‘In this powerful thriller, Hogan plunges us into the world and mind of her psychopathic killer from the first line and relentlessly tightens the tension until the very last page’ (Cover Quote)
Bad boy Scott Carluccio Randall is back in Cat Hogan’s follow up to They All Fall Down.
There Was A Crooked Man has JUST been published by Poolbeg Crimson and when the wonderful Cat Hogan asked me to join the blog tour I jumped at the chance. I have only just received my copy, literally hot off the press, so I’m looking forward to finding out what the psychopathic Scott has planned on his return to Ireland.
Today I have an extract for you all as a taster of what you will find between the stunning covers of this new release….
It’s cuppa time folks…sit back, relax and enjoy this exciting scene from Chapter One….
Scott makes enemies everywhere. Powerful people want him dead. He’s coming back to Ireland to finish what he started. But first, he must make it out of Marrakech alive.
Jen knows Scott will come back. Every day, she waits. He almost killed her last time and, fuelled by hate and arrogance, he’s not a man to ever just move on. He will kill her and he will kill her young son. But her husband and friends believe she has spiralled into paranoia.
So she knows, when he returns, she’ll face the psychopath alone.
The second hurdle was getting to the car with the body. I kept a car outside the city walls but moved it regularly for two reasons: one, to keep the engine ticking over, the other to ensure it was never in a place long enough to arouse the attention of local thieves or the police. In my game, an exit strategy was prudent.
I felt nothing for this young girl. Another junkie mignotta – a whore. She deserved it and now the city had one less parasite. The ebb and flow of life. One was exterminated – another would take her place very quickly.
Darkness swept in over the Atlas Mountains and swallowed the voice of a muezzin. It was time. The network of alleyways surrounding the riads would conceal us. Clad in the local attire, hoods up, we looked the part and we knew the route through the alleyways. I originally envisaged Fran carrying the carpet by himself and me following behind, but he looked conspicuous straining under the weight of what was supposed to be flooring bought in the souk. We carried the carpet together, on our shoulders. Fran was in front.
Our destination was The Tanners’ Gate and the quickest route was though the souks. It would take us less than ten minutes.
The labyrinth of laneways was a landscape of pure darkness save for the bare bulbs of street lamps casting sodium light on flaking plaster and clay walls. We zigzagged along the laneways, moving quickly but not so much as to be noticed.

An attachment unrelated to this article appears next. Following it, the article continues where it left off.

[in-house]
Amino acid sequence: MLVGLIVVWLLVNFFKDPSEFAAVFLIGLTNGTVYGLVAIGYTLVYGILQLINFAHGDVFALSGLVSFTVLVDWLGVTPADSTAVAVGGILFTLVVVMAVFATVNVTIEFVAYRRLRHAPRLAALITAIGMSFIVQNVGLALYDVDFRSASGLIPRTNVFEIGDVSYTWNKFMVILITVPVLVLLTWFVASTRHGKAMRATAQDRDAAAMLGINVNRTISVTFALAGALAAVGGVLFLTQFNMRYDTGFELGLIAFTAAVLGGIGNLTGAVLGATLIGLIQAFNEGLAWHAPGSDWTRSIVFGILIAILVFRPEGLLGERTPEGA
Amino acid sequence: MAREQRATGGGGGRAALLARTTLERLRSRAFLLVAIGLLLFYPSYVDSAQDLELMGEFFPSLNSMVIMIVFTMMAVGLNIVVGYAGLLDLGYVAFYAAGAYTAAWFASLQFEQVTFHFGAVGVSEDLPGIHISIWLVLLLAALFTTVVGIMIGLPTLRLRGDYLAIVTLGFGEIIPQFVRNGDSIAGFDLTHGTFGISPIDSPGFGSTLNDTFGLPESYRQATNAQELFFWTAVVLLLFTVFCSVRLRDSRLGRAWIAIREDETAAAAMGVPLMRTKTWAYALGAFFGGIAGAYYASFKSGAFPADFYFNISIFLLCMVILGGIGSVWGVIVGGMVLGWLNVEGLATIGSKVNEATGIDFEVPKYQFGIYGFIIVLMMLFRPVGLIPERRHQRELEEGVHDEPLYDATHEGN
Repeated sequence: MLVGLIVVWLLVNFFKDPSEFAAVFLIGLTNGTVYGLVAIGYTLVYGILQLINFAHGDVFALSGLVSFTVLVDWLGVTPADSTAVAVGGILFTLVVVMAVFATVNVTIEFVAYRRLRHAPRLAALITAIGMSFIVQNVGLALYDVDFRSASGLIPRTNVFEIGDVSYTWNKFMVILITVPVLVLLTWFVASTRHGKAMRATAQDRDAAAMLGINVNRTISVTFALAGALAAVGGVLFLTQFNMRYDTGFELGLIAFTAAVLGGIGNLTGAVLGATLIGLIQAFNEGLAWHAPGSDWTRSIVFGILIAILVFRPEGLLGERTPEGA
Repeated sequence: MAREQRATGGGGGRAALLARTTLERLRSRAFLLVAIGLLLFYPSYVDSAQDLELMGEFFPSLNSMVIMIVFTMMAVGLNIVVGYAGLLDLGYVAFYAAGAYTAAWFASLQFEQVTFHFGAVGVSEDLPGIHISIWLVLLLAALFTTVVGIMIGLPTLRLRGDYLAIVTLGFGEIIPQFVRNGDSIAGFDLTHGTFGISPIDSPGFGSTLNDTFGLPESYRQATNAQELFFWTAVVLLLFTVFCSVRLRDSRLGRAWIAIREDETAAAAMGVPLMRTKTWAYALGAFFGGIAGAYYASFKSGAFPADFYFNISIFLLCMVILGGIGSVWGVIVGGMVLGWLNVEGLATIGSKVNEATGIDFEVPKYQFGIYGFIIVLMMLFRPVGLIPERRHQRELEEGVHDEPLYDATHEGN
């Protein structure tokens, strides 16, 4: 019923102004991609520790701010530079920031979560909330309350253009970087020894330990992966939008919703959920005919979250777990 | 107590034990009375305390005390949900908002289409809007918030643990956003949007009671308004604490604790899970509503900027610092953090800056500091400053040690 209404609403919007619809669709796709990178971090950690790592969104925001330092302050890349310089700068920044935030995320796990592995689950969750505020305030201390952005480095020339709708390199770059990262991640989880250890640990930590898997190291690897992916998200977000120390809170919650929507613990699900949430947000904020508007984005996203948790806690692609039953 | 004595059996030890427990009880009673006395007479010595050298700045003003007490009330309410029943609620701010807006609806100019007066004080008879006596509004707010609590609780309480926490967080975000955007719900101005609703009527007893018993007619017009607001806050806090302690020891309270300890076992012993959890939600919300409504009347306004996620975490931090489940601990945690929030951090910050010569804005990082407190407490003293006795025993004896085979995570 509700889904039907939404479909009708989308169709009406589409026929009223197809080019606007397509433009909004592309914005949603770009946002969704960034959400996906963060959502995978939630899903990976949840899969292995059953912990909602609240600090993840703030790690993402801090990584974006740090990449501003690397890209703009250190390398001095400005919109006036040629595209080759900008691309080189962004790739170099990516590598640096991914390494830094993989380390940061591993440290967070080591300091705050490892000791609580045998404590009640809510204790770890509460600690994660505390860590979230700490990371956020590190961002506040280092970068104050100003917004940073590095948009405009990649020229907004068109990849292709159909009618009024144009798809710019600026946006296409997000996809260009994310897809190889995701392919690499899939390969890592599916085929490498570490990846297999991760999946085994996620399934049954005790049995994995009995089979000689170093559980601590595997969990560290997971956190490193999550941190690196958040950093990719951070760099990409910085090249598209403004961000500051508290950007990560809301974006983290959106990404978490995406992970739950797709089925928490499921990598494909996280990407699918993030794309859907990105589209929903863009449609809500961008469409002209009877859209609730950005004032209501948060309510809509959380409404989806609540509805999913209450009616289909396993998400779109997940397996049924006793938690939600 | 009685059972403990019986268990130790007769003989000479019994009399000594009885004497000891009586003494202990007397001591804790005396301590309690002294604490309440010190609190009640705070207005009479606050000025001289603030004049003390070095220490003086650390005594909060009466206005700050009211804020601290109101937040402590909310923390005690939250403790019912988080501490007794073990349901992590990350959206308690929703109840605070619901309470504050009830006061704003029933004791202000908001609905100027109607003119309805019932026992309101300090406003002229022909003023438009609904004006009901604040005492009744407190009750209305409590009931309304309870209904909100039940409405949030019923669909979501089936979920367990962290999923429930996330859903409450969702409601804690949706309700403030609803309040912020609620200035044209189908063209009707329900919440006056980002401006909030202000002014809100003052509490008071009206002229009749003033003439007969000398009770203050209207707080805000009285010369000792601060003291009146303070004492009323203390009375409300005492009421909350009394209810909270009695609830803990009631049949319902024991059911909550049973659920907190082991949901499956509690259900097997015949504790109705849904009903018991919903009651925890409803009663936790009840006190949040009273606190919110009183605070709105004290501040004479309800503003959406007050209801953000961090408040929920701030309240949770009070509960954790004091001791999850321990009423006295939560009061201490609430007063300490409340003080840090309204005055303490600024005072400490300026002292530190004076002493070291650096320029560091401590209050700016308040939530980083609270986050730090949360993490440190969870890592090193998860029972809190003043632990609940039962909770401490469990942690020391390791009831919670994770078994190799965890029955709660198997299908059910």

‘Turn right here.’
The souks were as easy to identify by smell as they were by sight. I liked to spend time down here in the markets. We entered Souk El Kebir. I knew it well and we weren’t far from where we needed to get. The chant of the woodturners selling their wares was constant. The smell of cedarwood hung heavy in the air. We kept to our pace and didn’t stop. By now the woollen djellaba was stuck to my back with sweat, as we swam, with our cargo, against a sea of bodies. We arrived at Kissaria Square. It was noisy, hot, sticky, smelly, and overrun with tourists. Even under the circumstances, the assault on the senses never failed to amuse and amaze me. Here was a riot of sound and explosions of colour from clothing and fabrics.
‘Vous deux, arrêtez – où allez-vous?’
A tall merchant with dirty caramel skin blocked Fran’s path.
He knew we weren’t tourists but he also guessed we weren’t natives – hence the French. The locals were used to all sorts living within the walls of their old city.
Fran could barely speak English.
‘Entrez, entrez, amis! Voulez-vous acheter? J’ai le meilleur haschisch de qualité dans tout le Maroc!’
Fran was shaking his head and trying to sidestep him.
‘We do not want to buy hash,’ I responded in French.
‘Vous achetez! Vous achetez!’ He was insistent and had Fran by the arm.
‘Keep walking,’ I muttered.
Fran didn’t move. He was swaying on his feet and sweat was staining the fabric between his shoulder blades.
‘We do not want to buy. Move out of our path.’ I spoke in French again, this time more aggressively.
‘Vous achetez! Vous achetez!’
This plan was unravelling. We were faced with a potential scene in front of tourists, or worse again, the secret police that frequented the city – they spent so much time trying to look inconspicuous that they stuck out of the crowd. My eyes had become adept at spotting them. But at that moment, I didn’t have the luxury or the freedom to move around and watch.
In front of me, Fran’s shoulders were hunched and his legs were shaking. If he dropped the carpet, it was game over. The square was filling up. Crowds were pushing and jostling to get past us.
‘Move!’ I said.
He did not obey me. The merchant still had him by the arm.
My eyes swept over the square. I needed an exit strategy. If it was going to go bad, I needed an out. The minaret of Ben Youssef Mosque was in my eyeline, just to my left. Go there and double back down the alley. Fuck Fran. I had no reservations about saving my own skin.
The merchant shook his head and muttered something. His arms flew into the air and he roared at me, in Arabic this time. Then, bored with the exchange, he turned his back and accosted a pair of backpackers.
Fran almost broke into a trot. That was close. Maybe we should have taken the longer route but it was too late to back out now. Bab El Debbagh was near – once we reached that gate, we should be out of danger.
We were in the very north of the medina – the old city. A sea of bodies was flooding towards the square for the evening spectacle of street food, storytellers, dancers, conjurers, and hustlers.
‘Turn right, and head for the tanneries.’